I love stories about mermaids. I also love well-written stories that deal with mental health issues, so I was excited to receive an advance reader copy of Coral by Sara Ella through NetGalley. To quote the Goodreads description, “Taking a new twist on Hans Christian Andersen’s beloved—yet tragic—fairy tale, Coral explores mental health from multiple perspectives, questioning what it means to be human in a world where humanity often seems lost.”
Coral is a story told from three perspectives. Coral, the mermaid who doesn’t fit in with her family and fears she has been infected with the Disease that causes mermaids to feel human emotions. Brook, a young woman whose struggle with anxiety and depression have brought her to Fathoms, a group therapy home she doubts will help her find any point in living. And Merrick, who wants to escape his controlling father and finally reaches his breaking point when his mother disappears after his younger sister attempts suicide.
A note on mental illness in Coral
On the topic of suicide, I think it’s time to bring up trigger warnings for this book. The author says in a note at the beginning of this book that “Potential triggers include suicide, self-harm, emotional abuse, anxiety, depression, PTSD, eating disorders, and unwanted/non-consensual advances.” The author approaches mental health issues in a sensitive, caring way. She did extensive research, got feedback from sensitivity readers, and used her own personal experiences when writing this book. Read more →
Have you ever thought that maybe you’re going through something that you can’t handle on your own, but something held you back from asking for help?
That’s a feeling quite a large number of people who struggle with anxiety (and I’m sure other mental health issues as well) can relate to. Maybe you don’t think it’s “bad enough” to bother with therapy, or you’re concerned that therapy won’t do you any good. Or maybe you’re worried about what other people will think of you if you seek help. Perhaps it’s a financial concern, or pressure from someone in your life, or something else entirely that’s telling you not to ask for help.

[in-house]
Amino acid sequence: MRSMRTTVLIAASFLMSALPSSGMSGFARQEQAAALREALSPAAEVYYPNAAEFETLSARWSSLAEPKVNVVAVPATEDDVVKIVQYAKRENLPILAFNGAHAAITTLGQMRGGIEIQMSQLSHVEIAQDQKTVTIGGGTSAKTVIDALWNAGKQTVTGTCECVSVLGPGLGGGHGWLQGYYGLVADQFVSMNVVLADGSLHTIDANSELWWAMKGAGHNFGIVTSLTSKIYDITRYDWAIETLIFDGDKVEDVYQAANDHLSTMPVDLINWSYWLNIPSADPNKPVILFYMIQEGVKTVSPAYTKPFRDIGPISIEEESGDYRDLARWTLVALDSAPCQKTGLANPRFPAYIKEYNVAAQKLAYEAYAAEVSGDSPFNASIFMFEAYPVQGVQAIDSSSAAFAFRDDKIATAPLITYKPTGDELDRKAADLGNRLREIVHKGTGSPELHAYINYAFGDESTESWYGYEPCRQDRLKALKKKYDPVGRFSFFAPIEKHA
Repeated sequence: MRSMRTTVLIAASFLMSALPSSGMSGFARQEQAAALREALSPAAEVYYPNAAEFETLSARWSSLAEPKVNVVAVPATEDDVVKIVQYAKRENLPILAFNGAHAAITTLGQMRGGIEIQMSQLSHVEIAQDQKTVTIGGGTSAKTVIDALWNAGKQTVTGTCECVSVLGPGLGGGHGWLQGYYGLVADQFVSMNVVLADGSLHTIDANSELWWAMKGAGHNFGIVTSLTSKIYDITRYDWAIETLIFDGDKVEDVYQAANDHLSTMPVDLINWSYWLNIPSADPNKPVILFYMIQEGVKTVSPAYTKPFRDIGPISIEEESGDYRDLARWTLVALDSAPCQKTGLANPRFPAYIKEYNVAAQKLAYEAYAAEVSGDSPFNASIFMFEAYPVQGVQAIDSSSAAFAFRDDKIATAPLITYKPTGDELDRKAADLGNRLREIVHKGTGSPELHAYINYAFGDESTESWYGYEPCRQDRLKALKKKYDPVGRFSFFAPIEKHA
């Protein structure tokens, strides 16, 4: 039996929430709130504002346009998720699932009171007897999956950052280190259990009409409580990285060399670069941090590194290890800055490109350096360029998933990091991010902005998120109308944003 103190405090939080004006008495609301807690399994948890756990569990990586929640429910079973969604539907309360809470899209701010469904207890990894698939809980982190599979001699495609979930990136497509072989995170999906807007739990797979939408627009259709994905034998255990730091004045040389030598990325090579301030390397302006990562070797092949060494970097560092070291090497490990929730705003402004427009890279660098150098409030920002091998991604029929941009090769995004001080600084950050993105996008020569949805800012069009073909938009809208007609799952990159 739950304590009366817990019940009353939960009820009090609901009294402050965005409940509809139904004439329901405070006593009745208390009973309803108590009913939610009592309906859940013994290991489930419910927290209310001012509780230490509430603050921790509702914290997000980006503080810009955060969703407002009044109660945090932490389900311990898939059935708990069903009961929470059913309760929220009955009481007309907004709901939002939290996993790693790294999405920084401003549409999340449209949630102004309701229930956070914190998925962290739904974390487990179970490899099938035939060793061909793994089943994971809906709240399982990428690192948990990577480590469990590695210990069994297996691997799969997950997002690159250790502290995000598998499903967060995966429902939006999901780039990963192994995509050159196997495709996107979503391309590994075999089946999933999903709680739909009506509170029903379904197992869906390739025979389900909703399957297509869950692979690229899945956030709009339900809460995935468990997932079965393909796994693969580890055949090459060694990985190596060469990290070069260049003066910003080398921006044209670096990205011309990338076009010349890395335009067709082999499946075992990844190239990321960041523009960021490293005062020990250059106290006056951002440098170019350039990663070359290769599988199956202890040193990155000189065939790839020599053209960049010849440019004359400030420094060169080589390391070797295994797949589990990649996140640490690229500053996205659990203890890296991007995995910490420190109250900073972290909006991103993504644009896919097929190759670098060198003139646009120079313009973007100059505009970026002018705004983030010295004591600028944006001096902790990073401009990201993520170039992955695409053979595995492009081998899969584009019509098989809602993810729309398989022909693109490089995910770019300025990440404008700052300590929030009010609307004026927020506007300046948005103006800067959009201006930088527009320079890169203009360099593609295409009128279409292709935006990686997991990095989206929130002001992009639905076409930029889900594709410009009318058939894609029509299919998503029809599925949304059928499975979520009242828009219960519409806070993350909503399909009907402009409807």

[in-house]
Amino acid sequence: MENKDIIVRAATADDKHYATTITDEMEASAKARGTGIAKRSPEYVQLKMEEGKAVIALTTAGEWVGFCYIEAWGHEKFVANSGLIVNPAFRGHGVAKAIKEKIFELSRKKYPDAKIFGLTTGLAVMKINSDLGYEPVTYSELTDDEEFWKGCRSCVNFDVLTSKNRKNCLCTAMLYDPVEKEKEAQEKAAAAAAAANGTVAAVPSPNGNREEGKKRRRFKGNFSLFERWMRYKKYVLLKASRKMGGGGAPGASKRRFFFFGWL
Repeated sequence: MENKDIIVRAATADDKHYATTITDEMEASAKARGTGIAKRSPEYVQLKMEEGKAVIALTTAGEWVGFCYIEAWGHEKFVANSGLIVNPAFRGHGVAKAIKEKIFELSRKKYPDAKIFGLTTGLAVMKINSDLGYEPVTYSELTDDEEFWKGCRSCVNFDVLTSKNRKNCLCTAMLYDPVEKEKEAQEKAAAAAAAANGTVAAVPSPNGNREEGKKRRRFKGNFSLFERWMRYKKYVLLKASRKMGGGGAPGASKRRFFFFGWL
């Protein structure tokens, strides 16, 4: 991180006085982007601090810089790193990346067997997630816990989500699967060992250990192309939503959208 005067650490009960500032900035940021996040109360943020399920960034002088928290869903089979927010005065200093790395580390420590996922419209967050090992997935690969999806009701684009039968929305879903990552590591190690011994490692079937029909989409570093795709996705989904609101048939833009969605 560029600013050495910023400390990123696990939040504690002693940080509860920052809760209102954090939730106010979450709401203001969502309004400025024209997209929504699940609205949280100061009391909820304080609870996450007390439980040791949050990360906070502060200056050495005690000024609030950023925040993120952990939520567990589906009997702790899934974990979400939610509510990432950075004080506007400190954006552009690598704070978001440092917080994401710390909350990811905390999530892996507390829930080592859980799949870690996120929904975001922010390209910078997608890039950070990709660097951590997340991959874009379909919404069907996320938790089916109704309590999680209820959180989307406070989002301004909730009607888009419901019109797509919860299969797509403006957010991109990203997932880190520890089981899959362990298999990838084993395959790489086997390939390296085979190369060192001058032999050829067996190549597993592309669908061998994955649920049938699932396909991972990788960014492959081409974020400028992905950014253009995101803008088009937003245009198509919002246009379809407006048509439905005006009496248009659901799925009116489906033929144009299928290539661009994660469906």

The stigma against talking about mental health issues is lessening, but it hasn’t gone away completely. Admitting we need help with something that’s going on inside our own heads is rarely easy. But there’s nothing wrong or weak in seeking help. Rather, it’s a choice of strength and self-care to seek out the help you need when you’re struggling with anxiety.
Waiting 10 years for treatment
While some of the things I’m going to say in this post might apply to other mental health issues, I’m going to focus on anxiety (and to a lesser extent depression) because that’s what I have direct experience with.
My first panic attack happened in a Blockbuster about 14 or 15 years ago. I was high-school age and trying to spend a gift card I’d won in a library reading program. I hadn’t been in there before and new places made me nervous, but I’d planned exactly what I was looking for and my mom and sister were with me so it was going to be fine. Then the DVD wasn’t there. And I can’t make up my mind what to do, my mom wants me to hurry up because we’re running late, my sister says just make a decision already, and suddenly I can’t breath so I grab a DVD march up to the counter, and get out. Then my family asks why I was rude to the cashier and seem so angry.